COAL mining is subject to a social contract.
The communities that are affected – through pollution, noise, and loss of environment – agree, or are made to agree, to the imposition of the mining industry because of the economic benefit, such as the jobs that employ thousands of workers in the Upper Hunter, and the prosperity that flows on from that employment.
But there is also a wider social contract too, because not everyone is a net beneficiary of the coal industry.
In fact, it’s quite often the opposite. Just ask the residents of Bulga.
Which is why coal mining companies are required to pay a price for the profits they make out of the land they occupy.
Through royalties to the state, of course, but also through programs like Resources for Regions and the environmental offsetting agreements that have become commonplace in recent decades.
And in a place like Muswellbrook, where coal mining is a lifeblood industry, but one that comes with significant environmental cost, there are also agreements made directly with communities, most commonly through local councils.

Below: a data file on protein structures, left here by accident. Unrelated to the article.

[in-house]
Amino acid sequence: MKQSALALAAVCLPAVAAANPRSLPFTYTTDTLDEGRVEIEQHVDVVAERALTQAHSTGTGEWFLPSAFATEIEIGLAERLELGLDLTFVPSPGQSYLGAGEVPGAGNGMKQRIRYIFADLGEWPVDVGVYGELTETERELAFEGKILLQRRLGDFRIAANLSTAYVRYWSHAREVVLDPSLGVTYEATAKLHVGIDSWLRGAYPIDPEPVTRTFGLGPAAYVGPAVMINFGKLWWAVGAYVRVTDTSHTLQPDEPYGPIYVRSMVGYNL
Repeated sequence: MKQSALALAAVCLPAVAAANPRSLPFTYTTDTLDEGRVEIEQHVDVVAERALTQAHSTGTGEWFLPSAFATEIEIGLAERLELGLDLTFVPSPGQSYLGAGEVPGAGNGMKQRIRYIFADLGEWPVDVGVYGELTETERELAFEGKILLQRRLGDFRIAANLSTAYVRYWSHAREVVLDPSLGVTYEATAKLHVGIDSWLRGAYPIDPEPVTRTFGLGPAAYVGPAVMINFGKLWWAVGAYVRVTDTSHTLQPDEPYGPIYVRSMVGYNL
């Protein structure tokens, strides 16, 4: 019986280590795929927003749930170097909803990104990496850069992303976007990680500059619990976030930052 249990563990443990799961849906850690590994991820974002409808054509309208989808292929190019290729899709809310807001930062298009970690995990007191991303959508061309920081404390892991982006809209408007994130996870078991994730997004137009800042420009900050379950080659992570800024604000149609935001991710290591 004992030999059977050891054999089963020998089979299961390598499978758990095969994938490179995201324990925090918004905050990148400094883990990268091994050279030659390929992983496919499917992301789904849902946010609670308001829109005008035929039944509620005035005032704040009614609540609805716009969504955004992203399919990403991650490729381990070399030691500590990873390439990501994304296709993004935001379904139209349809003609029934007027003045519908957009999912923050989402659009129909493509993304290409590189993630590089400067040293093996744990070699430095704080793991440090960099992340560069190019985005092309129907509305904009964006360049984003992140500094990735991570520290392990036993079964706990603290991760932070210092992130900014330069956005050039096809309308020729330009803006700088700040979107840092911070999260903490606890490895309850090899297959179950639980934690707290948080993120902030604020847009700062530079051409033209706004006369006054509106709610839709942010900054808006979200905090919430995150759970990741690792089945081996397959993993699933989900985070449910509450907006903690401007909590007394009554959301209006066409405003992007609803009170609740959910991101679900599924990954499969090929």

These are not acts of generosity – those exist, through sponsorships of local football clubs, community grants and the like – but the price extracted from the profits that coal mining brings these companies.
Which is why reports that Muswellbrook council has felt it necessary to turn to the courts to receive the $5 million community fund it was apparently promised under a licence agreement for 7600 hectares of land at Wybong are of concern.
At a time when many local towns increasingly question the value of coal mining versus the costs that it imposes on nearby populations, coal mining, as an industry, cannot afford to shirk its responsibilities.
This latest example raises a number of questions too about the role of governments in enforcing these agreements.
As the Newcastle Herald reports, an exploration licence deed of agreement required “bi-annual written reports to the Minister through the Director Industry Coordination” detailing payments made and projects funded. Muswellbrook council has alleged that the lack of detail around the agreement raises questions about whether government representatives “have not and do not care whether the local community obtains the benefit”.